WASHINGTON — Special counsel Jack Smith urged the Supreme Court on Monday to reject former President Donald Trump‘s position that he should be granted absolute immunity in the federal election interference case, with prosecutors arguing that criminal law applies to a president.

The 66-page filing from Smith and his team laid out a series of arguments taking aim at Trump’s claim that a president is immune from criminal prosecution. Prosecutors argued that there are no presidential powers that would entitle Trump to immunity in this case and that “history likewise refutes” Trump’s arguments.

“The Framers never endorsed criminal immunity for a former President, and all Presidents from the Founding to the modern era have known that after leaving office they faced potential criminal liability for official acts,” Smith said in the brief, referring to President Richard Nixon’s Watergate scandal.

He also said Trump “suggests that unless a criminal statute expressly names the President, the statute does not apply.”

“That radical suggestion, which would free the President from virtually all criminal law — even crimes such as bribery, murder, treason, and sedition — is unfounded,” the filing said.

Later, the filing said that “the express text of nearly all federal criminal laws covers all persons, including the President.”

Attorney General Merrick Garland appointed Smith in 2022 to investigate Trump’s alleged role in working to overturn the 2020 presidential election results, as well as allegations that he mishandled classified documents.

The Supreme Court is set to hear oral arguments about Trump’s immunity argument on April 25.

Trump’s lawyers did not immediately respond to a request for comment on the filing, which was signed by Smith and three members of his special counsel team.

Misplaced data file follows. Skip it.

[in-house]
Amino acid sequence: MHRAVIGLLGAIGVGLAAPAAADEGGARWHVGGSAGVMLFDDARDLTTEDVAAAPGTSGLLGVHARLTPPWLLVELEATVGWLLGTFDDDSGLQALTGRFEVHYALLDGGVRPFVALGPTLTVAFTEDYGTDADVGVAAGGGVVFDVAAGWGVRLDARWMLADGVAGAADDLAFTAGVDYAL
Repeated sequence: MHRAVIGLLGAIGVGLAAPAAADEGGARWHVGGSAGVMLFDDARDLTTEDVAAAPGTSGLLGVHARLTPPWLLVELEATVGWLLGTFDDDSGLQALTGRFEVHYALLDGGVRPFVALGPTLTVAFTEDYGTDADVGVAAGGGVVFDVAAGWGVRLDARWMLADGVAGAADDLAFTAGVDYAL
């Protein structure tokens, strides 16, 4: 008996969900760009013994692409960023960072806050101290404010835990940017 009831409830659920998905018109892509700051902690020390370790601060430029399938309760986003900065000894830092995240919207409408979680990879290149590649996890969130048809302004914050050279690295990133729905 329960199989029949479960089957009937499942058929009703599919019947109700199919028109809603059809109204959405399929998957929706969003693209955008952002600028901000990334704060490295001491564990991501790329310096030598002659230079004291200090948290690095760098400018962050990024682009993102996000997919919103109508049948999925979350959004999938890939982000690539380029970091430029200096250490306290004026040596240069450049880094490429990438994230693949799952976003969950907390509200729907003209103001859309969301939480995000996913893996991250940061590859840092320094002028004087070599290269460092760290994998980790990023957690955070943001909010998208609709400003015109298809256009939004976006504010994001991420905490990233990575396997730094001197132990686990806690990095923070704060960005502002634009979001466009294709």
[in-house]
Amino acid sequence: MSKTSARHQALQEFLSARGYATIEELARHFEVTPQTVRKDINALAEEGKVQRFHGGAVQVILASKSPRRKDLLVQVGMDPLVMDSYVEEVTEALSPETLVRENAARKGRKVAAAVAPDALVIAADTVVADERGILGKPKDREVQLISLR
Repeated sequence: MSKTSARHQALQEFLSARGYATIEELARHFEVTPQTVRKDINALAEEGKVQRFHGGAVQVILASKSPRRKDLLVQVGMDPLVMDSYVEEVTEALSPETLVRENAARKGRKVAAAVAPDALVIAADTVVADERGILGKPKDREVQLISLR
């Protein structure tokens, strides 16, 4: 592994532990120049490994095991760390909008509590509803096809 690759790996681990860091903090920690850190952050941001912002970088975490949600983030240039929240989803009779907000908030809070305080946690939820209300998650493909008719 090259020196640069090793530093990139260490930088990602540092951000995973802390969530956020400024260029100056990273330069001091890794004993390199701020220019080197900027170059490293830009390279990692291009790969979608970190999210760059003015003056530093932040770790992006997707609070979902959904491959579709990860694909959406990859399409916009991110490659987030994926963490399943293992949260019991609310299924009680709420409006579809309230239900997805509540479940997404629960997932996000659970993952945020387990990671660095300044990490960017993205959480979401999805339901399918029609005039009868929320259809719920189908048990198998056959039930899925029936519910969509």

Trump’s team had made the case for “absolute immunity,” arguing that ruling that the president is subject to criminal prosecution would “incapacitate every future president.” They wrote in a filing to the Supreme Court last month that the presidency “cannot retain its vital independence” if a president can face criminal prosecution after having left office.

U.S. District Judge Tanya Chutkan, who is overseeing the election interference case, rejected Trump’s argument in December, saying a president does not “a lifelong ‘get-out-of-jail-free’ pass.” A federal appeals court also rejected Trump’s argument in February, finding that “former President Trump has become citizen Trump, with all of the defenses of any other criminal defendant,” and that “any executive immunity that may have protected him while he served as President no longer protects him against this prosecution.”

In Monday’s briefing, Smith said, “No presidential power at issue in this case entitles the President to claim immunity from the general federal criminal prohibitions supporting the charges: fraud against the United States, obstruction of official proceedings, and denial of the right to vote.”

“The President’s constitutional duty to take care that the laws be faithfully executed does not entail a general right to violate them,” Smith added.

Trump’s lawyers argued last month that the “long history” of not prosecuting former presidents “demonstrates that the newly discovered alleged power to do so does not exist.”

Smith took issue with that argument Monday, writing that the prosecution of Trump “is a historical first not because of any assumption about immunity but instead because of the singular gravity of the alleged conduct.”

“The severity, range, and democracy-damaging nature of the alleged crimes are unique in American history,” the filing said.

The Supreme Court’s earlier decision to hear Trump’s case was a win for Trump, given the further delays it created in his Washington, D.C., case.

Later in his filing, Smith accounted for the possibility that the Supreme Court may decide that presidents have a certain level of immunity.

“Even assuming that a former President is entitled to some immunity for official acts, that immunity should not be held to bar this prosecution,” he wrote. “First, a President’s alleged criminal scheme to overturn an election and thwart the peaceful transfer of power to his lawfully elected successor is the paradigmatic example of conduct that should not be immunized, even if other conduct should be.”

Trump’s team has tried to delay the trial as long as possible, and it has paid off. Trump was originally supposed to go to trial in the federal election interference case at the beginning of last month, a schedule that would have meant a jury could have been reaching a verdict in the coming weeks.

He is now scheduled to go on trial in a separate case, in New York, next week on allegations of falsified business statements related to hush money payments.

Trump has pleaded not guilty to all criminal charges.

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